a stupid mother
Teen dating tips
twin daughters recent decision

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Thursday, March 5, 2009

We'll Be Back Next Week!

HALLANDALE, FL - MARCH 20: Giovani Guzi who wo...Image by Getty Images via Daylife

I've neglected you, and I'm sorry. This is moving week for me and I've been busy packing, with not much time for anything else. Look for some fresh posts next week.

Oh, and moms . . . you'll appreciate this. We're surrounded by boxes, and my teen knows we're moving this weekend. Lots to do, and I desperately need her help. So she asks me: "Is it OK if I go shopping with Tania on Saturday and then meet everyone at the beach on Sunday?"

Like I said . . . different planets.

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Sunday, March 1, 2009

Bending The Rules

My teenager went to a winter formal Friday night with a 15-year-old boy she met a few months back at a dance. They’ve met up a few times since then, always in a group situation. And they text-message, e-mail, IM and post on each other’s Facebook and MySpace pages. Back in my day (GAWD, I sound like an old crone!), I would wait for (and agonize over) one phone call. Now, as Drew Barrymore says in the movie “He’s Just Not That Into You,” there are SO many ways to be rejected!

I had always told my teenager that she wouldn’t be able to date until she was 16. It’s the law in my household! But I allowed her to go to this formal because, well, it really wasn’t a date, per se. More like a bending of my rule. Yes, he picked her up (with his mom at the wheel); yes, flowers were exchanged and they wrapped their arms around each other for pictures (and her date looked very nervous doing so. It was cute.) But it was more of a group date, really.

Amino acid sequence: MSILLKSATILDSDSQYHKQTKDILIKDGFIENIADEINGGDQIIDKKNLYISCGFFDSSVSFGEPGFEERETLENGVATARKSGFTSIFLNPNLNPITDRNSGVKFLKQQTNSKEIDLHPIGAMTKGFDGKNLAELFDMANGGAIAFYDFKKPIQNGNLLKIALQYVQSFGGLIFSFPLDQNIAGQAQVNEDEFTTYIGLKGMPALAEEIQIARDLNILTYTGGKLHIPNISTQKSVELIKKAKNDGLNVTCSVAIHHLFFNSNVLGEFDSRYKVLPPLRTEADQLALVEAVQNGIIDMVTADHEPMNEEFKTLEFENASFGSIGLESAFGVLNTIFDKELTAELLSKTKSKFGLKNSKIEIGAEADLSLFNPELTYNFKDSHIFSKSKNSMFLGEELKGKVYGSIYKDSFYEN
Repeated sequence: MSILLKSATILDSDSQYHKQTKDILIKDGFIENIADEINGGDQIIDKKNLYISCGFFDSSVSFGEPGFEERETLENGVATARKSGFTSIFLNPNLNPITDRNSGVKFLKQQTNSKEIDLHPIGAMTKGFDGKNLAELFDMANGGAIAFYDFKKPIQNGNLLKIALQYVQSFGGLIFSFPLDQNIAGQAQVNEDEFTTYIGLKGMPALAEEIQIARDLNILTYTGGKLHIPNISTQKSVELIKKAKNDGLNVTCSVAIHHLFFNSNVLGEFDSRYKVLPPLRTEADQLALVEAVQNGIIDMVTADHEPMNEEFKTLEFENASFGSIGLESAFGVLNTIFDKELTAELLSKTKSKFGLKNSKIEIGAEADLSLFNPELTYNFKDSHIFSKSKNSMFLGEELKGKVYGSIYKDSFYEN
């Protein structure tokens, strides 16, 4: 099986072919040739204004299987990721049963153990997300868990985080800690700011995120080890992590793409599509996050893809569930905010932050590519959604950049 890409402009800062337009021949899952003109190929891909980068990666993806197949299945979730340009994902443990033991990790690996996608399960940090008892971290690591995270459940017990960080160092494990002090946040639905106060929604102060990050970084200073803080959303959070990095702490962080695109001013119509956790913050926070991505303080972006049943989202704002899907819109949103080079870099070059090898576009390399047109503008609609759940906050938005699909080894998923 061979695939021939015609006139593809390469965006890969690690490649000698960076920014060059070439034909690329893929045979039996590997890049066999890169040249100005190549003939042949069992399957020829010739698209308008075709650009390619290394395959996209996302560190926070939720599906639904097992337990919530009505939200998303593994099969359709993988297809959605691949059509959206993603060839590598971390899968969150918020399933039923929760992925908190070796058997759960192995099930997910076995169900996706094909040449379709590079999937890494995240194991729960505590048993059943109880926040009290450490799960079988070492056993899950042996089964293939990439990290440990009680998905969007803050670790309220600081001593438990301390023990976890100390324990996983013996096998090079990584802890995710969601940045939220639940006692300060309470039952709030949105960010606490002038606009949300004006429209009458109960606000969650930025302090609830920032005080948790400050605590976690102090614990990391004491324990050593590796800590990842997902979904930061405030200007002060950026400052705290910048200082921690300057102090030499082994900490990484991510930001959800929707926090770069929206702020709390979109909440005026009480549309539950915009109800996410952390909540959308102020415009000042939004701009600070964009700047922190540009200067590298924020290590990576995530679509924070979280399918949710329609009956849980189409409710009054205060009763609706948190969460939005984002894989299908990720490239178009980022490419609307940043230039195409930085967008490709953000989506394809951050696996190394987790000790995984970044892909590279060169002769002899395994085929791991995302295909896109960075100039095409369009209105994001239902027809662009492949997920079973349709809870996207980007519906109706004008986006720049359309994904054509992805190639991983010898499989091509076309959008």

About 20 of her date’s best friends rented a party bus and they gathered for a potluck dinner at someone’s house. Then they all went to Knott’s Berry Farm together -- the guys in suits and ties, the girls in short prom dresses and heels – in 50-degree weather, mind you! Forget my worries over teenage pregnancy. My overriding concern was hypothermia.

I picked up my little Cinderella at midnight. All the other kids rode around in the party bus for two hours, but I drew the line there. A 15-year-old girl, in my opinion, shouldn’t be riding around in a party bus until 2:00 in the morning, especially one that has a stripper pole smack-dab in the middle of the aisle on which, I hear, a number of girls and guys were dancing seductively. (What the hell is wrong with these kids??)

On the way home, my teenager told me that Bob (not his real name) “asked her out.” I reiterated my Golden Rule: “Honey, you know you’re not allowed to date until you’re 16.” The generation gap widened once again. “No, mom. ‘Asking out’ means that he asked me to be his girlfriend.” Whoops, my bad! (Translation: Oh, dear God!)

What a fine mess I’ve gotten myself into! Let me summarize: I let my teenager, who isn’t allowed to date until she is 16, go on a group date with a boy who asked her to be his girlfriend that night. I'm sure they’re going to want to see each other all the time, group situation or not. So technically, she’s now dating, right?